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As I write this column, we are well into the Tax Section’s 2016–2017 year. I am pleased that we have made good progress on many tasks, but there is much that remains to be accomplished, not least of which is how we as tax lawyers will prepare for the tax reforms that will likely come our way as a result of this last election cycle and how the Section can contribute to the process.
In Analog Devices, Inc. v. Commissioner, the Tax Court overturned the BMC Software case that was the applicable precedent. It did so largely because the Fifth Circuit overturned its own BMC Software ruling. This choice comes with significant consequences.
In a welcome decision for Canadian acquirors and targets, the Tax Court of Canada recognized, in Rio Tinto Alcan Inc. v The Queen, that certain “oversight expenses”—including certain investment banking and other professional advisory fees—should be deductible in the context of M&A transactions.
State and local governments have been able to issue bonds that bear interest that is exempt from federal income tax. Those bonds, however, must meet certain conditions.
Partnership tax aficionados will recall that Congress passed the Bipartisan Budget Act of 2015 (the BBA) as amended by the PATH Act of 2015, in record time. That law established a new partnership audit and assessment regime and repealed prospectively the current TEFRA partnership audit rules. Even though more than a year has passed, much remains unknown—both at the federal and the state level.
For this edition of Pro Bono Matters, I thought it would be interesting to write about some of the tax cases that have been handled on a pro bono basis. Most cases are settled short of trial, and therefore the tremendous results obtained by pro bono volunteers are not publicized. Nevertheless, there have been several reported opinions in the past that are noteworthy and important for the specific taxpayers and the low-income taxpayer community as a whole.
As chair of the Tax Section’s Pro Bono Award Committee, I am honored to announce that this year’s recipient of the Janet R. Spragens Pro Bono Award is C. Wells Hall, III, of Charlotte, NC, the former Tax Section Vice Chair of Pro Bono and Outreach.
The Second Edition of The Supreme Court’s Federal Tax Jurisprudence comes at a time when Congress is pushing the tax law into new and uncharted territory while we all hold out hope for the fundamental reform of the Internal Revenue Code that is long overdue. This review was originally published as the Foreword in The Supreme Court’s Federal Tax Jurisprudence, Second Edition.
The move to a digital-only format has allowed ATT to expand the types of materials we publish. One new feature is reviews of books and articles on topics of interest to our members.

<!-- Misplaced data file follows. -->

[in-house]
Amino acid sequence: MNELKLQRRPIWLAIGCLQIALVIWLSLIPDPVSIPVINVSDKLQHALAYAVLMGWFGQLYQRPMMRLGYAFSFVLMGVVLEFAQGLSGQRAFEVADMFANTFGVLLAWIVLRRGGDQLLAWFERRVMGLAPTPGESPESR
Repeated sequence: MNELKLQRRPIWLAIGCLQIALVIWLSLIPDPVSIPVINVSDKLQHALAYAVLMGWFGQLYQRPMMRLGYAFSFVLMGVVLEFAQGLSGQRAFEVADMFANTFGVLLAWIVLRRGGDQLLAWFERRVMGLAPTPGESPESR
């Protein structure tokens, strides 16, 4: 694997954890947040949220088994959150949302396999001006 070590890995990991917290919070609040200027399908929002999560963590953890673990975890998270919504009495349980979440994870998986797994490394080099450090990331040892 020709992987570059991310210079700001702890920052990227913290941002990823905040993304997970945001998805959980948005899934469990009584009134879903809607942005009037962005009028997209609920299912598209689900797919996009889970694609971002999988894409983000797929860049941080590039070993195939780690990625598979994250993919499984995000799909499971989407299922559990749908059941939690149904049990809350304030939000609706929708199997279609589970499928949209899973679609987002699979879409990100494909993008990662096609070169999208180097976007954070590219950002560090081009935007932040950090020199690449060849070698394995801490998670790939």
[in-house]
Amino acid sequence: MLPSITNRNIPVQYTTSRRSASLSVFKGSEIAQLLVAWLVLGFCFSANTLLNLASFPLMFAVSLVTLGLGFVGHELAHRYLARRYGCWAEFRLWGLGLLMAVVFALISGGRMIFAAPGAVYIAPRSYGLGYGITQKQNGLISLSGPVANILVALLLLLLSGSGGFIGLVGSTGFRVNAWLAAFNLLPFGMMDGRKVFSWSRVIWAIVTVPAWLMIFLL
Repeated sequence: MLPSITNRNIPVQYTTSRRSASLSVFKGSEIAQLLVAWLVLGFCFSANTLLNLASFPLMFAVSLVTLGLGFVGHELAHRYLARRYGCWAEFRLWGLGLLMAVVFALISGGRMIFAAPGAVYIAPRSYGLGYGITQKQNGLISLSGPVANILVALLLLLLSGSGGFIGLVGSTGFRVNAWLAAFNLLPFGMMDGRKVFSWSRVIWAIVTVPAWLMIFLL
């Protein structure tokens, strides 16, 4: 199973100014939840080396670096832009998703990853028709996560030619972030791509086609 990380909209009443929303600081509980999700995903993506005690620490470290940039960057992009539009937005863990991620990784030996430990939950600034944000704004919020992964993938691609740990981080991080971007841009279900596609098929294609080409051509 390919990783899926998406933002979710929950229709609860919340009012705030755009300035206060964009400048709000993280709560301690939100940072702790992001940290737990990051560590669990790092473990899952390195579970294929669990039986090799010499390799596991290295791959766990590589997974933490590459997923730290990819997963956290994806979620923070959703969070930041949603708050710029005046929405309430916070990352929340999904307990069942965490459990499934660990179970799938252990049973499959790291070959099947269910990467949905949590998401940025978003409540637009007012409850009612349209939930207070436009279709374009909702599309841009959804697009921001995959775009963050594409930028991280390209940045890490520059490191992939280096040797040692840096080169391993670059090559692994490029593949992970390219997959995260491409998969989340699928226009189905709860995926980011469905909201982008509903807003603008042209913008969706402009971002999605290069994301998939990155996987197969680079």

The Section is pleased to announce the winners of the 16th Annual Law Student Tax Challenge, a contest designed to give students an opportunity to research, write about, and present their analyses of a real-life tax planning problem.
Sing along with Tax Bits to the tune of “Without a Song,” by Vincent Youmans, Billy Rose and Edward Eliscu (1929).
This conference—now in its thirty-third year as the National Institute on Criminal Tax Fraud, and its sixth year since combining with the National Institute on Tax Controversy—brings together tax practitioners, judges, and representatives from the IRS and the Department of Justice for three days of workshops and programming topics related to tax controversy, tax litigation, and criminal tax prosecution and defense.
In accordance with Sections 4.2, 6.1, and 6.3 of the Section of Taxation Bylaws, the following nominations have been submitted by the Nominating Committee for terms beginning at the conclusion of the 2016 Annual Meeting in August.
Since January 1, 2016, the Section has coordinated government submissions, which are available to the public on the Section’s website.
Named for the late Jack Nolan, a dedicated and respected Tax Section member, the Nolan Fellow distinction is awarded to young lawyers who are actively involved in the Section and have shown leadership qualities.
The Tax Lawyer, the nation’s premier tax law journal, is published quarterly as a service members of the Tax Section.
What is an hour of your time worth?
Through the Tax Assistance Public Service (TAPS) endowment fund, the Section of Taxation seeks to provide stable, long-term funding for its tax-related public service programs.
Produced in cooperation with the Tax Section and published by ALI-CLE, The Practical Tax Lawyer offers concise, practice-oriented articles to assist lawyers with all aspects of tax law.
ABA Tax Times (ATT) is looking for volunteers to join its ranks as associate editors to assist in writing and acquiring articles for publication.
ABA Tax Section meetings are a great way to get connected, get educated, and get the most from your membership!
Listen at your convenience to high-quality tax law CLE on a variety of topics.
Opportunities are available to enhance your visibility, grow your network, and expand your reach at ABA Section of Taxation meetings.
New editions of the Supreme Court's Federal Tax Jurisprudence and State & Local Tax Deskbooks are now available!
Did you know that Tax Section members have access to thousands of pages of cutting-edge committee program materials presented at Section of Taxation Meetings?
The Section of Taxation thanks the sponsors and exhibitors of the 2017 Midyear Meeting.
Thomson Reuters Checkpoint Catalyst™ delivers tax research framed in an entirely new way, so you see the clarity, color and context you need to get the whole picture of each business tax issue.